Last month I took an interesting seminar with Poney Chiang, Phd, Lac. He spent over 2 years mapping the nerve networks of the body to show the correlation with acupuncture points. Dr. Chiang used many resources including anatomy & physiology books, cadaver studies and pre-TCM ancient texts to verify his results.
The astonishing verdict is that ancient Chinese medicine doctors were very accurate at knowing where the nerve fiber bundles were and the correlation to acupuncture points we use today. Dr. Chiang pointed out there are no acupuncture points that would have survived thousands of years if they were considered redundant. There are several points on the body that are close together and provide different actions such as the ones of the san jio channel found on the dorsal wrist and forearm. The points, though very close in location, survived thousands of years due to the indication and actions of the individual points and the physical network of nerves. As an example SJ or TE-6 moves the stool, but SJ/TE-7 helps with problems of the ear.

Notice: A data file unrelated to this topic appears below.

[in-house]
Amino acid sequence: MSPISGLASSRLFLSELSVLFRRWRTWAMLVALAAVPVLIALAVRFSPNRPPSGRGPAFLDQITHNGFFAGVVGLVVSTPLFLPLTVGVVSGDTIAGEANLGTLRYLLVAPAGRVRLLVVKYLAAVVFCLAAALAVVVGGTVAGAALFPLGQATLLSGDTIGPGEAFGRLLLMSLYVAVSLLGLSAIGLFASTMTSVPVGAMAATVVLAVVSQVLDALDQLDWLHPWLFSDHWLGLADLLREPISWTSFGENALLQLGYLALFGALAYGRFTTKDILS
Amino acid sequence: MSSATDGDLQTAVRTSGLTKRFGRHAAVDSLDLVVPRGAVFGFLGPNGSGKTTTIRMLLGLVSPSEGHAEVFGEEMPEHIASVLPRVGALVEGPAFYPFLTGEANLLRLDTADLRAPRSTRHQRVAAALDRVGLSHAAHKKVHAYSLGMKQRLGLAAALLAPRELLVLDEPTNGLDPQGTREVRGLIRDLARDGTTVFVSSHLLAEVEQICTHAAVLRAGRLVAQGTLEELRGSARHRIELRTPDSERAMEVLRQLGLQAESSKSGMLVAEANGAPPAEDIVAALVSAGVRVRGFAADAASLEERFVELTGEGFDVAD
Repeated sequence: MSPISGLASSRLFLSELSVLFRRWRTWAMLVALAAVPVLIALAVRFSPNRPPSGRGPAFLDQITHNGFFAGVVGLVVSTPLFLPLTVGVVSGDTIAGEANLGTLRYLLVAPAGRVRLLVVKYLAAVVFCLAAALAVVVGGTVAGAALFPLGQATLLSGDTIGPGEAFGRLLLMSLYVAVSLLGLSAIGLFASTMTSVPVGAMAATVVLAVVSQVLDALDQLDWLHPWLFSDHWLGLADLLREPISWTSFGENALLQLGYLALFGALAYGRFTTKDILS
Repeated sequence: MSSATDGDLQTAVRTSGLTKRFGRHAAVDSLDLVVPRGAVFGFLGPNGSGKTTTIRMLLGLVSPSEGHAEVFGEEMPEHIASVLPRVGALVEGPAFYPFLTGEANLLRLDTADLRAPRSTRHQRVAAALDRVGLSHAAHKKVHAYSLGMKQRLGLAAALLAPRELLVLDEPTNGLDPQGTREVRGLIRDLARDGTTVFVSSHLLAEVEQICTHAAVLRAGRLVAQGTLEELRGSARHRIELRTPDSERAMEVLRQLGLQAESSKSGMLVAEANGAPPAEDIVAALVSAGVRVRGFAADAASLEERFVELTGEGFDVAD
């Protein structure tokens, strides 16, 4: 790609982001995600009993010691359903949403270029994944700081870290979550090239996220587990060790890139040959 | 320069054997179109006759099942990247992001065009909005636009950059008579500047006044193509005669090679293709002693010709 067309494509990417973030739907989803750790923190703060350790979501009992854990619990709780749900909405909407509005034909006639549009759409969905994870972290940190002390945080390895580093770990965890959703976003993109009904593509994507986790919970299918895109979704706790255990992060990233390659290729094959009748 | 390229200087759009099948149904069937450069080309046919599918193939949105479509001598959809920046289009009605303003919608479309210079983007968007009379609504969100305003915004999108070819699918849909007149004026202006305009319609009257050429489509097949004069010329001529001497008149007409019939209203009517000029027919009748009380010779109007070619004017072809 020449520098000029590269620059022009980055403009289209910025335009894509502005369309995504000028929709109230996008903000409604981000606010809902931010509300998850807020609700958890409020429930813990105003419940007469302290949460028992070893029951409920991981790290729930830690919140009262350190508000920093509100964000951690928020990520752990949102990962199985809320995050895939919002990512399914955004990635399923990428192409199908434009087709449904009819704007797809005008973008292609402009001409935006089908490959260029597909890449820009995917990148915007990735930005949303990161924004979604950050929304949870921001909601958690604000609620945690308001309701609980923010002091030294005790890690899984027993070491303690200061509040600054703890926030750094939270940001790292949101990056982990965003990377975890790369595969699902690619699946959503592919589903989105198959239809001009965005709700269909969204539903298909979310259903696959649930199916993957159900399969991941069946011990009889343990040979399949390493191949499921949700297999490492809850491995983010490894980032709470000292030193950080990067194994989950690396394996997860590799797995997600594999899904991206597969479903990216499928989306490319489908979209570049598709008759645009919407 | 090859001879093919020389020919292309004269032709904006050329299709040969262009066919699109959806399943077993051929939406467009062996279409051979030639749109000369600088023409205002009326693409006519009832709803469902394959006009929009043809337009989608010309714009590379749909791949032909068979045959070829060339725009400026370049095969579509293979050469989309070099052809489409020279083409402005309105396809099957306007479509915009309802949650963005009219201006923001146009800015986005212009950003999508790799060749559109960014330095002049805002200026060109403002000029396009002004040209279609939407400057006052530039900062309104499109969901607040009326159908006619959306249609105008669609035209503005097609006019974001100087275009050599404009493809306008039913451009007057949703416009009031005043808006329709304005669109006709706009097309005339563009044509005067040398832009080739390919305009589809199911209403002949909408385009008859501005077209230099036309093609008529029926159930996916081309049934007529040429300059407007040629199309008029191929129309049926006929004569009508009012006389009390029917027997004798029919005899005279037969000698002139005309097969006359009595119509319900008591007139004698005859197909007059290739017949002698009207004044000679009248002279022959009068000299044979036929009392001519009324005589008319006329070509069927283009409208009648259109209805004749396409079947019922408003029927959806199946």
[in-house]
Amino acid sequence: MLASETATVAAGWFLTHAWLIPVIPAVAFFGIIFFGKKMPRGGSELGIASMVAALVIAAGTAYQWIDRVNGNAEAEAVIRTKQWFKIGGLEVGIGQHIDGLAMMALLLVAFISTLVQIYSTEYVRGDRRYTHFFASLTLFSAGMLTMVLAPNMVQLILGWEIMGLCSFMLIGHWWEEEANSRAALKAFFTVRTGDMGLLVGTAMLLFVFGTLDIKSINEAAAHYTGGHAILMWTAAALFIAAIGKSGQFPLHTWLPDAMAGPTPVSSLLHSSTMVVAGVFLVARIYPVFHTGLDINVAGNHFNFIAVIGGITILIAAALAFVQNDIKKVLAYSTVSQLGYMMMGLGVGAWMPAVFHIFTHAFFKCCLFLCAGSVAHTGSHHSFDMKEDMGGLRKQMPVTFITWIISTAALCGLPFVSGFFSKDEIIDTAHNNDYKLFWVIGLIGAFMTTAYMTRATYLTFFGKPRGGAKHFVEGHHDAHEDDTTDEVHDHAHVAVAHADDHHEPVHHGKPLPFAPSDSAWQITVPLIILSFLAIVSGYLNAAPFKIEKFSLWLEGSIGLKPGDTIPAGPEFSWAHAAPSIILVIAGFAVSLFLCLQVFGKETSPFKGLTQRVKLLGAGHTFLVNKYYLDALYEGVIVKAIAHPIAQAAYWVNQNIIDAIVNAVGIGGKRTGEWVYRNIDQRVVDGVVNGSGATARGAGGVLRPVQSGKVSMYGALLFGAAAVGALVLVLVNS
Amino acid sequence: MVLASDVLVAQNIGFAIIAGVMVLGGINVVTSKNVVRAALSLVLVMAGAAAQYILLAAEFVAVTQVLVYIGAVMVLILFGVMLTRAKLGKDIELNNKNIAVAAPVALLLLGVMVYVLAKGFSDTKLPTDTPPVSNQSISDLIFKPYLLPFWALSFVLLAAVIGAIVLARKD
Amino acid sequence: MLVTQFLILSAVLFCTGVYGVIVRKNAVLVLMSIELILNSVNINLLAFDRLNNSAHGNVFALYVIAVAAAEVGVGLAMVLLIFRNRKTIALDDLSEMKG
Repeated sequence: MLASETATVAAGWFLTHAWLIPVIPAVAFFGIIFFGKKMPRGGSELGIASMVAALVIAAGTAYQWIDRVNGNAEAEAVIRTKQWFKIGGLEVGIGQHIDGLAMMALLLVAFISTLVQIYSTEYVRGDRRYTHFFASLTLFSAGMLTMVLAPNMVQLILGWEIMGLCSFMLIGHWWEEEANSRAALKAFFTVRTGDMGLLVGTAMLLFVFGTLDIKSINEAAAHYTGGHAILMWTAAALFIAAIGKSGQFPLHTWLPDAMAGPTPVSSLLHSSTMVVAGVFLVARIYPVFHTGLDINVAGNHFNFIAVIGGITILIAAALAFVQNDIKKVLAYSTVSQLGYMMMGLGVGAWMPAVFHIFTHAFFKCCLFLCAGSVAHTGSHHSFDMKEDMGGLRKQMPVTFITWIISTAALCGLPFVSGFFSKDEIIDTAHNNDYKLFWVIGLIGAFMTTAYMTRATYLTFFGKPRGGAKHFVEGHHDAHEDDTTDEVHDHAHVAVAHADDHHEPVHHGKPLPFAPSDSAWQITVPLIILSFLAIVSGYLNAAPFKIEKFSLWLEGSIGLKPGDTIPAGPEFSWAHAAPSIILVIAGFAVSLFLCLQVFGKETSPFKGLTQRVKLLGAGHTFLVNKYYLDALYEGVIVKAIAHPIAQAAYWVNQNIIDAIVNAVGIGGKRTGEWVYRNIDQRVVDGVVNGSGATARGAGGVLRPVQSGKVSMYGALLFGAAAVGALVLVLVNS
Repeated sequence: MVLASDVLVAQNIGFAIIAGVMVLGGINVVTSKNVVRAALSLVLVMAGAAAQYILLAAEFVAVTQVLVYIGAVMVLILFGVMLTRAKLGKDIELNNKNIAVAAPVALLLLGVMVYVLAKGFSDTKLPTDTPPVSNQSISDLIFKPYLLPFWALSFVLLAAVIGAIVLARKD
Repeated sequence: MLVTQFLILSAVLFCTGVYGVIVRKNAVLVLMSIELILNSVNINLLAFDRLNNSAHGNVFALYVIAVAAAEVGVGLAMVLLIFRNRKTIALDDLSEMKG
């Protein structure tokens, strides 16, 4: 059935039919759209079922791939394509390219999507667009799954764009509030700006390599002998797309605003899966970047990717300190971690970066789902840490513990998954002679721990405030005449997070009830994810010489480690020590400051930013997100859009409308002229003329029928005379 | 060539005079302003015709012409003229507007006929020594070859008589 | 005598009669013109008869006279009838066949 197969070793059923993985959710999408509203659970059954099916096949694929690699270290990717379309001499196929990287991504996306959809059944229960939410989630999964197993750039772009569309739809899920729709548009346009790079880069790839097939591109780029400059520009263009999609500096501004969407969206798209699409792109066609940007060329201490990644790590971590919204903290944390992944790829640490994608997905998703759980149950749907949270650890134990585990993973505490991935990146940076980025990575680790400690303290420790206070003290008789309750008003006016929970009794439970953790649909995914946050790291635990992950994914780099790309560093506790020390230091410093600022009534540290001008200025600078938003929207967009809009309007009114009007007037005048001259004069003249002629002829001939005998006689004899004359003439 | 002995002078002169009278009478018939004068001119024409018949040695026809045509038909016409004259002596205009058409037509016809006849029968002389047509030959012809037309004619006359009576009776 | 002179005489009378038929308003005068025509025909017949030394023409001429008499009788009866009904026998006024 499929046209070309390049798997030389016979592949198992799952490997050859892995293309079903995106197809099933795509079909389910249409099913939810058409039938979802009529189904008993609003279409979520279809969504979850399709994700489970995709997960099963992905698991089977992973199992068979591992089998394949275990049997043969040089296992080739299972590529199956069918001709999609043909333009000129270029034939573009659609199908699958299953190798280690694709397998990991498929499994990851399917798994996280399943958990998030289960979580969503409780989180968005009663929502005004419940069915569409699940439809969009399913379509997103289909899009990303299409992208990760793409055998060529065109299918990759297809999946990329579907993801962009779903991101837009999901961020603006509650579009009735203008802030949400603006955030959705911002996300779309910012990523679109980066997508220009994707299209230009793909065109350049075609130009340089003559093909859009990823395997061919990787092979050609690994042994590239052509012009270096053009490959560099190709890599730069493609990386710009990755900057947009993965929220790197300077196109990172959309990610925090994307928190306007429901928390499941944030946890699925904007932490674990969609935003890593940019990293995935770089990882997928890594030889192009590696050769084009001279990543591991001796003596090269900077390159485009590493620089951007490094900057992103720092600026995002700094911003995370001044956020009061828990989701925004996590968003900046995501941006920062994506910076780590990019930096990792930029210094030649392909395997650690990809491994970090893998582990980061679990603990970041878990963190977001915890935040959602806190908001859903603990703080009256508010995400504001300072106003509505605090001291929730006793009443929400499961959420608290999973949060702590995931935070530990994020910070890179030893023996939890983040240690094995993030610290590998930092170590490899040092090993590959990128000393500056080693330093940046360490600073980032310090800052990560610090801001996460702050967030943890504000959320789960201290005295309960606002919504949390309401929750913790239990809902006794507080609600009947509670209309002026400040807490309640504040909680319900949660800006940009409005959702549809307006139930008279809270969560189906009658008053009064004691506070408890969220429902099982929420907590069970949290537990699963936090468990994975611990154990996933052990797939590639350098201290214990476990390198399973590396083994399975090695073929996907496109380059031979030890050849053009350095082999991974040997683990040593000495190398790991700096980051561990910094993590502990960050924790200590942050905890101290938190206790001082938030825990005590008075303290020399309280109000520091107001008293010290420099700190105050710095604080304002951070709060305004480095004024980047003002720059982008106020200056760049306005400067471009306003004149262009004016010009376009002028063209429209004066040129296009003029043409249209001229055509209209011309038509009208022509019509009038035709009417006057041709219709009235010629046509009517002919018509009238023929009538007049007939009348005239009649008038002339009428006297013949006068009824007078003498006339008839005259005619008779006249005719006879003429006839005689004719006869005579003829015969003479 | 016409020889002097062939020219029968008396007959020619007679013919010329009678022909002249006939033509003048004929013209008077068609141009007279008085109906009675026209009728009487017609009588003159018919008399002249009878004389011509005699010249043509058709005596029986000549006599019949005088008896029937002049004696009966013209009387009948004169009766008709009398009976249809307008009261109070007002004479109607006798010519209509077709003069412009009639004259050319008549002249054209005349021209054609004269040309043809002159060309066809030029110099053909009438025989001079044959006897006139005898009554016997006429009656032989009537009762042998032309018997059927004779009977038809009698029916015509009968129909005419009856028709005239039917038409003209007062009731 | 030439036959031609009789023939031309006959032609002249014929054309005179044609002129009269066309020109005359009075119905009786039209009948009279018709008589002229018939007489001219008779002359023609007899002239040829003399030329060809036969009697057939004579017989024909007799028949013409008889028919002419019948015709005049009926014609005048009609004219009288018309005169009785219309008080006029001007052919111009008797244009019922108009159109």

This course also provided a hands on experience to actually palpate (touch) the nerve branches and endings. After subtle palpation, an acupuncture point can be located and needled with greater accuracy. It was interesting that some of the points had a different location than what we learned in school. Most of the schools today teach TCM based point location which would not include any acupuncture locations prior to the 1950’s.
Western physiology can clearly be connected with Eastern medicine meridians. Matter & energy are on the same continuum!
Below is a picture of the san jio channel points of the wrist and forearm: